I admire old fighters…”. It was Jacobs who coined the "sword and shield" handball concept: He relied on left hand as his shield, and the right hand as his sword.  The result was that between them they amassed the world's largest collection of fight films (between 16,000 and 26,000), dating from the 1890s through to the present day. Yes, Ted, he was an incredible talent, but a nice guy with it as you say. The partners would eventually possess in excess of 16,000 films. In 1961, Jacobs merged his
Historian Jacobs collected the largest library of boxing films in the world. A quirky 1912 U.S. law prohibited interstate commerce of boxing films, so most prize fights filmed in America during the first 40 years of the twentieth century were sold commercially Jim did remarkably well. He suggested we play again for double or nothing. Jacobs died of leukemia in 1988. Awarded the Purple Heart for his war service in Korea, Jim went on to become the U.S. singles handball champion and a legend of the sport. He has the greatest collection of comic books in the world. The single most important event—one which sealed both Tyson’s fate—and, arguably, marked a deep split between governing bodies in boxing—was Jimmy’s death. His collection was thought to contain between 500,000 and 880,000 comics, and had to be stored in … “For example, when Jack Dempsey fought Jess Willard (1919), it was a violation to show the film in New York. Zero, that’s how much. Very little early 20th Century original boxing footage exists today. It’s a myth that a motherload of boxing films existed just for the taking. “I’m more smitten if a guy says he wants to see Mickey Walker in his prime rather than Sugar Ray Leonard. It’s nice to see Jacobs receive some recognition for his contributions to sport, film and pop culture. Under the direction of Cayton, Jim did an excellent job of in-depth analysis and fleshing out the backgrounds to these famous old battles. He did not compete in the National Championships several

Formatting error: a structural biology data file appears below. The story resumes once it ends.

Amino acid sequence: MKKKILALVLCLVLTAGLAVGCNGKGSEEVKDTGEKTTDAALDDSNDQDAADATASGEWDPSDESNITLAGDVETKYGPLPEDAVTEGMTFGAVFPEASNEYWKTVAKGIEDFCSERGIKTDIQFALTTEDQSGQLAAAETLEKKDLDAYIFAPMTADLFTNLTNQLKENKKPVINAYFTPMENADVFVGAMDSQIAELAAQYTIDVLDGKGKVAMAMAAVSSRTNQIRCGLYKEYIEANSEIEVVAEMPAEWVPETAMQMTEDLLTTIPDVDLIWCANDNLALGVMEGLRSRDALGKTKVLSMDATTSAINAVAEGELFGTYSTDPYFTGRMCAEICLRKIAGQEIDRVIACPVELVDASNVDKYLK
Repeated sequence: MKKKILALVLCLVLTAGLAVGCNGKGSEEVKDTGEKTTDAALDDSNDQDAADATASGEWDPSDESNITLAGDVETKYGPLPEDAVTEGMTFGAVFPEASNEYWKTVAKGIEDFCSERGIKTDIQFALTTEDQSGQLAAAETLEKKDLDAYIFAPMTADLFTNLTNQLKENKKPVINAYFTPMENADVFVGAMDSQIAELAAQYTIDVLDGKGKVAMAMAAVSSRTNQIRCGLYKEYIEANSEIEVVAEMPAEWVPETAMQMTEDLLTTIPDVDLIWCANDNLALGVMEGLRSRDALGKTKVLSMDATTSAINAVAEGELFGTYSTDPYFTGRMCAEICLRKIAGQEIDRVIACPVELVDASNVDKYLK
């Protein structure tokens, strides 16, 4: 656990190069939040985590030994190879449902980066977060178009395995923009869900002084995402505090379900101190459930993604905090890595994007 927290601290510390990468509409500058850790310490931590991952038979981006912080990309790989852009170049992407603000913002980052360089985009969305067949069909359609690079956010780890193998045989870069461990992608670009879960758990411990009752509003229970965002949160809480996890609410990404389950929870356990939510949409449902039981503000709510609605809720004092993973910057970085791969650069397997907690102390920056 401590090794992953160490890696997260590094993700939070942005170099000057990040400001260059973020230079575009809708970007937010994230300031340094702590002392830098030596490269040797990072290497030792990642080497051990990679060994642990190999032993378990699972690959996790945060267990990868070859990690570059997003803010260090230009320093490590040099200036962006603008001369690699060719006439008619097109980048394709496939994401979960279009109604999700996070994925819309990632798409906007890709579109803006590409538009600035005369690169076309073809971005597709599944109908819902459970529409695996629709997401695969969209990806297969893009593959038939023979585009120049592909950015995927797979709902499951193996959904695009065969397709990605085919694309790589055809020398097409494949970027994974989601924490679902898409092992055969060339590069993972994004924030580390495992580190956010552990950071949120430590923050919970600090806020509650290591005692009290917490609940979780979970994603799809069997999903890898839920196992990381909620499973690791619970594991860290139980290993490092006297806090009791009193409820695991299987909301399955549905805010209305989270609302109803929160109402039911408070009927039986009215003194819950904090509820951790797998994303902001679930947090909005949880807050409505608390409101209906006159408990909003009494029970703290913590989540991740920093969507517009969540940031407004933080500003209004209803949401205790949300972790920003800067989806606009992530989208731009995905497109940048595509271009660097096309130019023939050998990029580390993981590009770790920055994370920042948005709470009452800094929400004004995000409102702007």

Whilst touring Europe as a handball player, he began buying up old fight films, many of which had been shipped out of America in the wake of the 1912 Congressional ban on the interstate trafficking of boxing films. , Jacobs also acquired an extensive collection of comic books, having read them since his youth. Comics.  The partnership ended in December 1983, when Benitez bought out his contract in order to manage himself. Here were the major fights, which, thanks to the sterling work of Jacobs and Cayton, finally saw the light in 1965: Heavyweights: Johnson vs. Burns, 1908; Johnson vs. Ketchel, 1909; Johnson vs. Jeffries, 1910; Dempsey vs. Willard, 1919; Dempsey vs. Firpo, 1923; Dempsey vs. Tunney, 1927; Baer vs. Schmeling, 1933; Baer vs. Carnera, 1934; Louis vs. Schmeling, 1936 and 1938; Patterson vs. Johansson, 1960. In 1998 Cayton sold the collection to ESPN for a reported $100 million. There was a fellow, a redhead, about 26, working out on the four-wall court. In or about 1970, my father, former heavywt contender in 1950’s who had 14 televised fights, brought me (at 14 years of age) to Jim Jacobs office by appt near the present Madison Sq Garden. Pitcher Jim Bouton said that Jacobs would have been the last of the .400 hitters if he had picked baseball over handball. He had upon my father’s request made pristine copies of my fathers fights vs. Danny Nardico.  He posthumously appeared in the boxing documentaries When We Were Kings and Tyson in archive footage.